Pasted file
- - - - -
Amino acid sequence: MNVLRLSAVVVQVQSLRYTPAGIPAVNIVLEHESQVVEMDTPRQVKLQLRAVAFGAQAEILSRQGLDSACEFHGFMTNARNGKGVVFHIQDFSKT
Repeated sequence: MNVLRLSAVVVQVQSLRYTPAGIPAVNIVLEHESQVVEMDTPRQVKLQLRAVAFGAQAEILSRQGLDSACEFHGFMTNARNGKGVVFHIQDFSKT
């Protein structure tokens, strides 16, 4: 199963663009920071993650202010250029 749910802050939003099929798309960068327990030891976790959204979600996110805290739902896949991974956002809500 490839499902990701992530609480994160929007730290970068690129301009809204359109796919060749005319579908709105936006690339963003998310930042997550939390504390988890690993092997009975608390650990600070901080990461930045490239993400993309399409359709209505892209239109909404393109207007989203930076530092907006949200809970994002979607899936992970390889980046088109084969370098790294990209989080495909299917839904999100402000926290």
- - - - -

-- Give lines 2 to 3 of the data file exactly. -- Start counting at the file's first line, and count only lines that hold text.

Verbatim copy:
Repeated sequence: MNVLRLSAVVVQVQSLRYTPAGIPAVNIVLEHESQVVEMDTPRQVKLQLRAVAFGAQAEILSRQGLDSACEFHGFMTNARNGKGVVFHIQDFSKT
């Protein structure tokens, strides 16, 4: 199963663009920071993650202010250029 749910802050939003099929798309960068327990030891976790959204979600996110805290739902896949991974956002809500 490839499902990701992530609480994160929007730290970068690129301009809204359109796919060749005319579908709105936006690339963003998310930042997550939390504390988890690993092997009975608390650990600070901080990461930045490239993400993309399409359709209505892209239109909404393109207007989203930076530092907006949200809970994002979607899936992970390889980046088109084969370098790294990209989080495909299917839904999100402000926290």